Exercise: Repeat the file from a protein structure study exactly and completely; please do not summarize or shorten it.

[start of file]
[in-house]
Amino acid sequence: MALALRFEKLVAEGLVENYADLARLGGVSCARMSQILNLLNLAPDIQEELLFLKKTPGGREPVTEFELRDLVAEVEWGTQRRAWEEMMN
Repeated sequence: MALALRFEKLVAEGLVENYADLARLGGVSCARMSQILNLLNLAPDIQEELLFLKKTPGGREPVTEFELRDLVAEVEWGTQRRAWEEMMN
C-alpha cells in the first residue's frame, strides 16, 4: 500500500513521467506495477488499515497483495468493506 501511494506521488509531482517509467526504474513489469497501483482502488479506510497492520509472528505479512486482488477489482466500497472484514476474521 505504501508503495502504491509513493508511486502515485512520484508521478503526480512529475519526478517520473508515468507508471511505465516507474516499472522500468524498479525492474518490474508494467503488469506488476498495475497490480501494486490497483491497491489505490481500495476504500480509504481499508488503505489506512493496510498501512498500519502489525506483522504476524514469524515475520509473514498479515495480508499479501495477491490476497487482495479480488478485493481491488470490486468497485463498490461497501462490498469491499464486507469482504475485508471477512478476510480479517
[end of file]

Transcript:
[in-house]
Amino acid sequence: MALALRFEKLVAEGLVENYADLARLGGVSCARMSQILNLLNLAPDIQEELLFLKKTPGGREPVTEFELRDLVAEVEWGTQRRAWEEMMN
Repeated sequence: MALALRFEKLVAEGLVENYADLARLGGVSCARMSQILNLLNLAPDIQEELLFLKKTPGGREPVTEFELRDLVAEVEWGTQRRAWEEMMN
C-alpha cells in the first residue's frame, strides 16, 4: 500500500513521467506495477488499515497483495468493506 501511494506521488509531482517509467526504474513489469497501483482502488479506510497492520509472528505479512486482488477489482466500497472484514476474521 505504501508503495502504491509513493508511486502515485512520484508521478503526480512529475519526478517520473508515468507508471511505465516507474516499472522500468524498479525492474518490474508494467503488469506488476498495475497490480501494486490497483491497491489505490481500495476504500480509504481499508488503505489506512493496510498501512498500519502489525506483522504476524514469524515475520509473514498479515495480508499479501495477491490476497487482495479480488478485493481491488470490486468497485463498490461497501462490498469491499464486507469482504475485508471477512478476510480479517